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|The Scarlet Pimpernel||Baroness Emmuska Orczy|
|Page 2 of 5||
"Al ri', my lord."
Mr. Jellyband did as he was bid--he turned out the quaint old lamp that hung from the raftered ceiling and blew out all the candles.
"Let's have a bottle of wine, Jelly," suggested Sir Andrew.
"Al ri', sir!"
Jellyband went off to fetch the wine. The room now was quite dark, save for the circle of ruddy and fitful light formed by the brightly blazing logs in the hearth.
"Is that all, gentlemen?" asked Jellyband, as he returned with a bottle of wine and a couple of glasses, which he placed on the table.
"That'll do nicely, thanks, Jelly!" said Lord Tony.
"Good-night, my lord! Good-night, sir!"
The two young men listened, whilst the heavy tread of Mr. Jellyband was heard echoing along the passage and staircase. Presently even that sound died out, and the whole of "The Fisherman's Rest" seemed wrapt in sleep, save the two young men drinking in silence beside the hearth.
For a while no sound was heard, even in the coffee-room, save the ticking of the old grandfather's clock and the crackling of the burning wood.
"All right again this time, Ffoulkes?" asked Lord Antony at last.
Sir Andrew had been dreaming evidently, gazing into the fire, and seeing therein, no doubt, a pretty, piquant face, with large brown eyes and a wealth of dark curls round a childish forehead.
"Yes!" he said, still musing, "all right!"
Lord Antony laughed pleasantly as he poured himself out another glass of wine.
"I need not ask, I suppose, whether you found the journey pleasant this time?"
"No, friend, you need not ask," replied Sir Andrew, gaily. "It was all right."
"Then here's to her very good health," said jovial Lord Tony. "She's a bonnie lass, though she IS a French one. And here's to your courtship--may it flourish and prosper exceedingly."
He drained his glass to the last drop, then joined his friend beside the hearth.
"Well! you'll be doing the journey next, Tony, I expect," said Sir Andrew, rousing himself from his meditations, "you and Hastings, certainly; and I hope you may have as pleasant a task as I had, and as charming a travelling companion. You have no idea, Tony. . . ."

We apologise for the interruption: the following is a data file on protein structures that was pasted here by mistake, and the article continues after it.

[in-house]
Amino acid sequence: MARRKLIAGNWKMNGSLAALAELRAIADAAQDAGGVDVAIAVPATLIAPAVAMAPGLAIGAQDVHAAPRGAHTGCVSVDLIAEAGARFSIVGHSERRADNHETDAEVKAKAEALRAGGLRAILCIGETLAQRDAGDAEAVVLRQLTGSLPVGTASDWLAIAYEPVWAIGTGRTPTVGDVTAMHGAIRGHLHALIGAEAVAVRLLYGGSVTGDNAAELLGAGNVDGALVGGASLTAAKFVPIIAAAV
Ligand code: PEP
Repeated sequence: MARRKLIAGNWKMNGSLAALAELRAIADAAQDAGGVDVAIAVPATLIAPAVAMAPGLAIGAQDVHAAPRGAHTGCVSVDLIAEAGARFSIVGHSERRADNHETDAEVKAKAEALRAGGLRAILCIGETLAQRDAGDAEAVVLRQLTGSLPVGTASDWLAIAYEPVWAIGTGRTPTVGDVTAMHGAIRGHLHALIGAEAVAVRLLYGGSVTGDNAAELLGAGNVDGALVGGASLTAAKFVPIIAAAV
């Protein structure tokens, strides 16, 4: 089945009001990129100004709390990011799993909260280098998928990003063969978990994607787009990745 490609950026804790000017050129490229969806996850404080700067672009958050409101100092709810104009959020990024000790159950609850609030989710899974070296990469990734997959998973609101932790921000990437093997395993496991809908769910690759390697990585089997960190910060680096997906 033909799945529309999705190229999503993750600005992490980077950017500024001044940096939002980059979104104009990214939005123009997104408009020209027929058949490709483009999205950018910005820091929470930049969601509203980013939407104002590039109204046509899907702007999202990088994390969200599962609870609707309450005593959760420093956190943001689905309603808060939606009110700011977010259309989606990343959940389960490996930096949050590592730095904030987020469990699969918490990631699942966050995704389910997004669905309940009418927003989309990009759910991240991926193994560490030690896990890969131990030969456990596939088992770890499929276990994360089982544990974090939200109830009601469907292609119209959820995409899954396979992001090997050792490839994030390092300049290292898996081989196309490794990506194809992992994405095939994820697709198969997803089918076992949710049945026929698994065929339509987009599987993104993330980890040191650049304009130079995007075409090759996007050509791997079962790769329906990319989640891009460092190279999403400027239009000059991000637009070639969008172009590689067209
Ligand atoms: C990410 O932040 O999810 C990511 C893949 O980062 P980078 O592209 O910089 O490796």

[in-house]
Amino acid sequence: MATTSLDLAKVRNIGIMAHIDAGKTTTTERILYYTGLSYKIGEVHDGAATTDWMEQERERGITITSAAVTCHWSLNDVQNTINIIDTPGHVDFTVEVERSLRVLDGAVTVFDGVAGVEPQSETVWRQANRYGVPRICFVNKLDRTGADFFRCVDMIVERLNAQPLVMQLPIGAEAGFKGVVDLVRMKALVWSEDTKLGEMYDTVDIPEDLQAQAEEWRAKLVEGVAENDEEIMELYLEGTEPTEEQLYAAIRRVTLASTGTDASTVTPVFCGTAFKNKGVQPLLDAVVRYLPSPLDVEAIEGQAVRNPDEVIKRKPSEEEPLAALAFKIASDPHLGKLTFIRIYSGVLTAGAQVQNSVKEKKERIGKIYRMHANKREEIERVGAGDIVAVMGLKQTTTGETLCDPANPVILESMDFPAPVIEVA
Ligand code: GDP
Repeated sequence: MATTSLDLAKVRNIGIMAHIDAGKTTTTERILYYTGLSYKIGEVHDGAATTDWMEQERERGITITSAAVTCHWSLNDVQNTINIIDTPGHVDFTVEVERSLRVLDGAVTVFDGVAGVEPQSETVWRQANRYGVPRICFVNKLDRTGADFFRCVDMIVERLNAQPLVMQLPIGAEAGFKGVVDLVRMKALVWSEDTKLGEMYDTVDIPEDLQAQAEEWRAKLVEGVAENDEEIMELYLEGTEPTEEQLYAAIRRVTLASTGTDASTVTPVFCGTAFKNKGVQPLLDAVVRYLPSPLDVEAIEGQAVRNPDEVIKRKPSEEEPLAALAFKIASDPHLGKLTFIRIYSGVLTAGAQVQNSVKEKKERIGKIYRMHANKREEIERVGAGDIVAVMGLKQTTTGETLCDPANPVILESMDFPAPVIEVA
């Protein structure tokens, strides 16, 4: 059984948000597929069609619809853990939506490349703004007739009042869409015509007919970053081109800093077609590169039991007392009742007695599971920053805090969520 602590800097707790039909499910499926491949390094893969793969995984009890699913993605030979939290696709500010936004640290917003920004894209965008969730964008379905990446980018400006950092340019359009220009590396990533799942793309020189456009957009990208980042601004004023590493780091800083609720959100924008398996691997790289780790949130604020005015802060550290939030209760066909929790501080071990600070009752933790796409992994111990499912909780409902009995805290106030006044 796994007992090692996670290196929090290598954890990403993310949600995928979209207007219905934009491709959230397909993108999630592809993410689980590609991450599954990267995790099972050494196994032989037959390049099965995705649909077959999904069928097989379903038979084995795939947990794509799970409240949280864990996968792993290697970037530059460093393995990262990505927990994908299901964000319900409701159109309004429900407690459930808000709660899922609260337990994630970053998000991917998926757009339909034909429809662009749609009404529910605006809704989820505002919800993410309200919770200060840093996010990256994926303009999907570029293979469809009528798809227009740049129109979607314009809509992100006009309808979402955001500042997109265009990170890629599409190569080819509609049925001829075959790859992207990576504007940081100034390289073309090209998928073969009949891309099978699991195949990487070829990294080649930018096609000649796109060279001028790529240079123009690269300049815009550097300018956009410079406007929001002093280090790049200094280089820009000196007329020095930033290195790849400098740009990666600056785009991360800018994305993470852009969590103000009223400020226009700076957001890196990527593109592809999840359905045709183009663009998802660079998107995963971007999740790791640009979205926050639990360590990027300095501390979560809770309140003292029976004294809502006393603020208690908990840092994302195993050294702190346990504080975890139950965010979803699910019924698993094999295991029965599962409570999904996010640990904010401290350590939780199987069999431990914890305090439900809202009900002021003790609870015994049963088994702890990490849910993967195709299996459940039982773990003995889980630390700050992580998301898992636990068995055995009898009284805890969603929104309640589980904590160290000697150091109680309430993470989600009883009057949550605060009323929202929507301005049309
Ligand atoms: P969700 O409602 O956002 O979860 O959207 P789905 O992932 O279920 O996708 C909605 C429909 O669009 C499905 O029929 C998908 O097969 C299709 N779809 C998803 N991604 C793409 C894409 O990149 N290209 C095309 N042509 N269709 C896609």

"No! I haven't," interrupted his friend pleasantly, "but I'll take your word for it. And now," he added, whilst a sudden earnestness crept over his jovial young face, "how about business?" The two young men drew their chairs closer together, and instinctively, though they were alone, their voices sank to a whisper.
"I saw the Scarlet Pimpernel alone, for a few moments in Calais," said Sir Andrew, "a day or two ago. He crossed over to England two days before we did. He had escorted the party all the way from Paris, dressed--you'll never credit it!--as an old market woman, and driving--until they were safely out of the city--the covered cart, under which the Comtesse de Tournay, Mlle. Suzanne, and the Vicomte lay concealed among the turnips and cabbages. They, themselves, of course, never suspected who their driver was. He drove them right through a line of soldiery and a yelling mob, who were screaming, `A bas les aristos!' But the market cart got through along with some others, and the Scarlet Pimpernel, in shawl, petticoat and hood, yelled `A bas les aristos!' louder than anybody. Faith!" added the young man, as his eyes glowed with enthusiasm for the beloved leader, "that man's a marvel! His cheek is preposterous, I vow!--and that's what carries him through."
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|The Scarlet Pimpernel
Baroness Emmuska Orczy
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